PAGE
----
Pics, BBC copyright. Can’t change the orientation on here, unfortunately
Memories are made of this!
I’ve enjoyed hugely the two-part celebrations of The Food Programme’s 40th birthday (Radio 4) today and last Sunday (#BBCFP40) – already available on BBC Sounds. Both shows prompted so many memories.
Last week’s show included an archive clip of the late great Derek Cooper, whose grilling of food industry junk-pedlars made him a hero of mine years before I finally had a chance to interview him. I wrote about TV, not radio, and on TV he mainly worked as a voice-over artist, his velvet tones most familiar on programmes such as Tomorrow’s World and countless documentaries.
When he finally got a series on Channel 4 examining the food industry (strangely forgotten on his IMDB entry) circa 1985 I seized my chance to arrange an interview and it was marvellous to meet him and to hear his wry, sardonic comments about the junk food giants and dodgy food industry practices.
This week, hearing Rick Stein again on the show reminded me of (a) my six interviews with Rick himself and (b) my last encounter with his long-serving producer/director David Pritchard.
Watching Rick’s latest series, Rick Stein’s Secret France, and seeing David’s name in the credits made me think ‘Crikey, he must be a good age’ as he was no longer young when we last met. So it was sad to hear Rick say that David had died earlier this hear. He was only 74, in fact.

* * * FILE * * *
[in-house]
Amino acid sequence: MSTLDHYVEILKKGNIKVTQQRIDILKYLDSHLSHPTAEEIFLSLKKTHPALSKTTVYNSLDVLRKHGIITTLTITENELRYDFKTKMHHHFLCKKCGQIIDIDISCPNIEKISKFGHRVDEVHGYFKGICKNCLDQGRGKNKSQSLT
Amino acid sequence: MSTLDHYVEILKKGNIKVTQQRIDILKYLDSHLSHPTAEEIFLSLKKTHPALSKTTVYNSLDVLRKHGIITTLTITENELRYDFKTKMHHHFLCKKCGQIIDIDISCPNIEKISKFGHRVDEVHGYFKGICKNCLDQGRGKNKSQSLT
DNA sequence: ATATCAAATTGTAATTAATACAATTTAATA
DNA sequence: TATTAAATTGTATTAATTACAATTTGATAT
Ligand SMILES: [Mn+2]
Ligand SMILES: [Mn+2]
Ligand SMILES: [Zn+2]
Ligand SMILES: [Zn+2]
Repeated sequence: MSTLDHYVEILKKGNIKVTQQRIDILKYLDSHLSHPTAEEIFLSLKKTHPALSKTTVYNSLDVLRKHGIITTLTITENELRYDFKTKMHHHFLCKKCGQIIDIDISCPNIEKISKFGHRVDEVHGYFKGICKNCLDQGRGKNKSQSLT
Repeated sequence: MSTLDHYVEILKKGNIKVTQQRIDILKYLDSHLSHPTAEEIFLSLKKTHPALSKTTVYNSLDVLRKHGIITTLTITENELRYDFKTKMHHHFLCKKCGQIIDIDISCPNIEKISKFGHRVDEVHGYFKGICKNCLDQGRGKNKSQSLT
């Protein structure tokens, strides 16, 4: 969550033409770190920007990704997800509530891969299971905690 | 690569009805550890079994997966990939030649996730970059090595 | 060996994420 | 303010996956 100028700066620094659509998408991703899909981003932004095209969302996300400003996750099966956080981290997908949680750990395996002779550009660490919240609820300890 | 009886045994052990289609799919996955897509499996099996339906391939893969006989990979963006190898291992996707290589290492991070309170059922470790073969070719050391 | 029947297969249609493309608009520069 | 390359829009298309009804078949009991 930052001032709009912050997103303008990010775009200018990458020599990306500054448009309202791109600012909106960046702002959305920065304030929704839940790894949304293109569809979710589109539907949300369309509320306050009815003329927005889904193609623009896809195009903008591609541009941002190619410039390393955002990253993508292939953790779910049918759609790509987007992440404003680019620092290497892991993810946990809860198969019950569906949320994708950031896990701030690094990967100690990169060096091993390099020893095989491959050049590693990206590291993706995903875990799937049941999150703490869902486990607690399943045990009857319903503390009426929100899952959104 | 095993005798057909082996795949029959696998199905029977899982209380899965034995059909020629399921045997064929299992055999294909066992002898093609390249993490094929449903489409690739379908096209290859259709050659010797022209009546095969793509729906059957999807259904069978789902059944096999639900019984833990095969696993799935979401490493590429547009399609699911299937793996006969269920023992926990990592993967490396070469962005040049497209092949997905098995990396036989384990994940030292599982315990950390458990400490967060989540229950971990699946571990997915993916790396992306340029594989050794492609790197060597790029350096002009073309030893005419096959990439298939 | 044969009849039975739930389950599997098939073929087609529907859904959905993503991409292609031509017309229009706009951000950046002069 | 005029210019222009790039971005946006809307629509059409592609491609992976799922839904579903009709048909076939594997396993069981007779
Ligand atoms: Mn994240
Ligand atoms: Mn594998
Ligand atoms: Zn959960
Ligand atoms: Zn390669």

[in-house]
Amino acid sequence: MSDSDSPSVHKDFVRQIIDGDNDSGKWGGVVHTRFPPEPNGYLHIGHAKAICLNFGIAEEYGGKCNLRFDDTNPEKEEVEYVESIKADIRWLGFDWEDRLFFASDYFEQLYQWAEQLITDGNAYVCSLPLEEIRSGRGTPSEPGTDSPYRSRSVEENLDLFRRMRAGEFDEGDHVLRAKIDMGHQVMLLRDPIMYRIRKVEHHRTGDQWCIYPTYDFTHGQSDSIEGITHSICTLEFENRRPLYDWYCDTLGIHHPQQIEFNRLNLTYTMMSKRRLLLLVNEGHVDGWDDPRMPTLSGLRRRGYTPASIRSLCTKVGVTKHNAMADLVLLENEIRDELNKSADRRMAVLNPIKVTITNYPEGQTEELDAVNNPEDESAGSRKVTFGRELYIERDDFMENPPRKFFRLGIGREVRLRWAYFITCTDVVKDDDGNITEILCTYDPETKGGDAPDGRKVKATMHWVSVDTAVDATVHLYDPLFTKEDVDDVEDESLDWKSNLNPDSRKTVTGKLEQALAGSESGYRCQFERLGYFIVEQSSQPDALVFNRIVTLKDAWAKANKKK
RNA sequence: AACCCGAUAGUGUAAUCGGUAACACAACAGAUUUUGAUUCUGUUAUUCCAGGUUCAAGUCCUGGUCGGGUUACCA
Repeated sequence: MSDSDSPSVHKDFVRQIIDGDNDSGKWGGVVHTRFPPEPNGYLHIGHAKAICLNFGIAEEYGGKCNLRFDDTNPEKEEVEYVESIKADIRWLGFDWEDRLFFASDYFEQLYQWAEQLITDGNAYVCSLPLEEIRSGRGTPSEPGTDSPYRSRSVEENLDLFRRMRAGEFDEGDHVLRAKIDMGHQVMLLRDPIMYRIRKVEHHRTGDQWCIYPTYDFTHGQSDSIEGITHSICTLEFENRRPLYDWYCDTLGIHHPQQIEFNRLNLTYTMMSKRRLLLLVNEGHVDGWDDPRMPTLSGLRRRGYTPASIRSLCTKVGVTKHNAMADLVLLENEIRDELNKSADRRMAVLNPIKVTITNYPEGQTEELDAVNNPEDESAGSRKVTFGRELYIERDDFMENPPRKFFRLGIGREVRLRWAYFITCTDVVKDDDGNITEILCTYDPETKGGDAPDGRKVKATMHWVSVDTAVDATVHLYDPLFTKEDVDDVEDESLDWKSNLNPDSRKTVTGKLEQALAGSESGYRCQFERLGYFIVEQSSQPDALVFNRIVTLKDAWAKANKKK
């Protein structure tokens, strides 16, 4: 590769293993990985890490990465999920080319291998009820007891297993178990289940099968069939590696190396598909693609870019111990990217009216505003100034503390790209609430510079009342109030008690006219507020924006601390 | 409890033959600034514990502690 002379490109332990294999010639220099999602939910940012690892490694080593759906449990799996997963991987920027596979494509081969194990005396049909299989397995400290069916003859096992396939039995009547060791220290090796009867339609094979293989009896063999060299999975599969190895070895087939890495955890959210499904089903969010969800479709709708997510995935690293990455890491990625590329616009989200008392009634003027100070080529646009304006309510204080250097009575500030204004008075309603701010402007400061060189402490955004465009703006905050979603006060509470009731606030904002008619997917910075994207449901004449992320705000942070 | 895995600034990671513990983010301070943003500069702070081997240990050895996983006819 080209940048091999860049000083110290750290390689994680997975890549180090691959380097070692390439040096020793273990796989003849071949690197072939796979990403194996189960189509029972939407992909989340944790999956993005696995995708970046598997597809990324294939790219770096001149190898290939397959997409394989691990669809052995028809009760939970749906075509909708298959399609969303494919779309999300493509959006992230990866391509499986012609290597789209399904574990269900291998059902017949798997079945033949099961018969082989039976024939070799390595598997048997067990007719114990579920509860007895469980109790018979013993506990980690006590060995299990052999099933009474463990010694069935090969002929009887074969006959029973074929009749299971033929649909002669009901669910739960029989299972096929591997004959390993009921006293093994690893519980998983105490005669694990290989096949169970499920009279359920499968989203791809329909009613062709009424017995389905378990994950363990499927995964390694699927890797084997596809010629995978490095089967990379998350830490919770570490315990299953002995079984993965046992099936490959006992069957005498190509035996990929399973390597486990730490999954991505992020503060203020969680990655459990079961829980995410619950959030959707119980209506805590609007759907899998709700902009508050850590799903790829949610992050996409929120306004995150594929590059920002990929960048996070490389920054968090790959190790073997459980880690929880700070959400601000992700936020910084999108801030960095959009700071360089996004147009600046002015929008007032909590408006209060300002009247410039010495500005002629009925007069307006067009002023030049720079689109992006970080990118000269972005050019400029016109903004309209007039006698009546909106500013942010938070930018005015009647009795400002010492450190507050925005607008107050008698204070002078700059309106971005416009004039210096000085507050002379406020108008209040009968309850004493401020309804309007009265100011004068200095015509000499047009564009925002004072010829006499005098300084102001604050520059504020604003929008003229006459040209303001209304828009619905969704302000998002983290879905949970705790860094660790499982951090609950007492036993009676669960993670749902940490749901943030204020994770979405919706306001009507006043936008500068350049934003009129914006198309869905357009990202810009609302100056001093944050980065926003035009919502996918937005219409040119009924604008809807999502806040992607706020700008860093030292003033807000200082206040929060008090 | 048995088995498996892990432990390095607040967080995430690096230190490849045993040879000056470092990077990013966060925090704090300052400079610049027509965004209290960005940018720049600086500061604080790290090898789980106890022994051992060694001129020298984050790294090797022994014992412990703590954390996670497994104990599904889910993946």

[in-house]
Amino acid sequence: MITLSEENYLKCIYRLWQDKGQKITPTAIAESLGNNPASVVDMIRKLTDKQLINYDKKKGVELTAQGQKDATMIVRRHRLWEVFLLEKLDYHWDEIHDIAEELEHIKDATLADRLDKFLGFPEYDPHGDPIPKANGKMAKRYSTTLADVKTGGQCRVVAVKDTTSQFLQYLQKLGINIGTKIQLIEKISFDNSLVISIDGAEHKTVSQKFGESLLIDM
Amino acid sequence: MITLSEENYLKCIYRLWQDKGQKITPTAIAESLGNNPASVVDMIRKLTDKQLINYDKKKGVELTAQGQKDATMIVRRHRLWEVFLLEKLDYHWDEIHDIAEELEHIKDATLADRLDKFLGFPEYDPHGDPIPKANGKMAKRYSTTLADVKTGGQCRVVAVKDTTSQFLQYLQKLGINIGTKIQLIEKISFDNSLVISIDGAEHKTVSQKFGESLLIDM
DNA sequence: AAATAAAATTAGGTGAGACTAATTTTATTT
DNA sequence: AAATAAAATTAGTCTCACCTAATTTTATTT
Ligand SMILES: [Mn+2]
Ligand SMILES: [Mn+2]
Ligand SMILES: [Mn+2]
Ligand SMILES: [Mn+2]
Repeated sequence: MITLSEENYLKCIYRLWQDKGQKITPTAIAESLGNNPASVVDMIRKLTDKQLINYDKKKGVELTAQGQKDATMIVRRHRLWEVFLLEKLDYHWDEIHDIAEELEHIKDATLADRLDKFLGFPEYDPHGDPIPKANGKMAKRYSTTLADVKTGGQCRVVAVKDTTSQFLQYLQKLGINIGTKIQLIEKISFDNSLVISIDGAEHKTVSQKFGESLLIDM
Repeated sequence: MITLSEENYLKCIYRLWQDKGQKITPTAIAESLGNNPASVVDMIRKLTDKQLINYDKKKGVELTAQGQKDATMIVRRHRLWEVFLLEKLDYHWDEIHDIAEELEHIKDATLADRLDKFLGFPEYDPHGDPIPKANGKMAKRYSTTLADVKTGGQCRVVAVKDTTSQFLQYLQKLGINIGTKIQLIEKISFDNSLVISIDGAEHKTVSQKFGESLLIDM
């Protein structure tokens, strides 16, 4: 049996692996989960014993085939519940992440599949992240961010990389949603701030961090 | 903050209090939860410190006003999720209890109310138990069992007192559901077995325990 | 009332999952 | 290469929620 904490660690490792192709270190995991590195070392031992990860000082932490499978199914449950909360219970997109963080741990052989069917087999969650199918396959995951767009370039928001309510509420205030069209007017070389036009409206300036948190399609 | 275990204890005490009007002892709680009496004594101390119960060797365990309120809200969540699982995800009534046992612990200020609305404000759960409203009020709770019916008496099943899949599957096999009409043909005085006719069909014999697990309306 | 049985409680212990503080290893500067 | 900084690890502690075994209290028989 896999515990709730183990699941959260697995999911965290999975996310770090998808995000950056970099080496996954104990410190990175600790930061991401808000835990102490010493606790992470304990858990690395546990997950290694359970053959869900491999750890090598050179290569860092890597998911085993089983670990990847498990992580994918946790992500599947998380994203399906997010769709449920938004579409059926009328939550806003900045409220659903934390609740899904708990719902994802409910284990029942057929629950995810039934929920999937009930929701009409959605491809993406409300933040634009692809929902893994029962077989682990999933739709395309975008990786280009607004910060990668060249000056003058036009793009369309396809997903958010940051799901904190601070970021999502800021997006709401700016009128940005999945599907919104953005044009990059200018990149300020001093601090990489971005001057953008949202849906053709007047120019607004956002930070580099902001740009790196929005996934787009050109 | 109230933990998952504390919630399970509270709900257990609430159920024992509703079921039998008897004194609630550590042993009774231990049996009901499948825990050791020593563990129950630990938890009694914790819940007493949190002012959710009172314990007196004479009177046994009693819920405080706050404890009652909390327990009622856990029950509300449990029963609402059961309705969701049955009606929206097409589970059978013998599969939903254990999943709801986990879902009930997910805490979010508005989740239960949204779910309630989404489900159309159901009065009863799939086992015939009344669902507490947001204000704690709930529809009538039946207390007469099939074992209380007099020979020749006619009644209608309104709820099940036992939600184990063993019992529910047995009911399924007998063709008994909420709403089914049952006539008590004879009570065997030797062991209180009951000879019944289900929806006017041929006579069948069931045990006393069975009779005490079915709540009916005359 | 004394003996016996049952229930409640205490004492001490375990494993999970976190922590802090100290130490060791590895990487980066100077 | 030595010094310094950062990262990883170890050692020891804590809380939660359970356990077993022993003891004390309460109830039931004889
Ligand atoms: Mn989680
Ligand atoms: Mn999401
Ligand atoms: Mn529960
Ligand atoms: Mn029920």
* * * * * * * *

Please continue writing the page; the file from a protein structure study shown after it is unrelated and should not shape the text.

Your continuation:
It must have been at the press launch of Far Flung Floyd, Keith’s last series for the BBC, in 1993 that I last saw David. It was my third of four enjoyable encounters with Keith Floyd, another idol, having predicted his rise to stardom (when he was a complete unknown outside Bristol) at the sparsely attended London press launch of Floyd on Fish back in 1985, also produced by David (also strangely missing in David’s IMDB credits).
But almost all I remember of the launch was David Pritchard ranting about how impossible Floydie was to work with and how difficult it had been to make the series. Next thing you know, Floyd is out on his ear to be replaced by the much more collaborative and noticeably less bibulous Rick Stein – who (and nobody else seems to remember this) was visited at his Padstow restaurant by Keith in the very first edition of Floyd on Fish. So, you could argue that Rick owes his entire TV career to Keith Floyd’s tendency to get difficult after the first few glasses of vino rosso, not to mention the whisky chasers. Sustaining that career, mind you, was down to Rick’s talent and tolerant bonhomie, and to his much more harmonious and long-lived association with David Pritchard.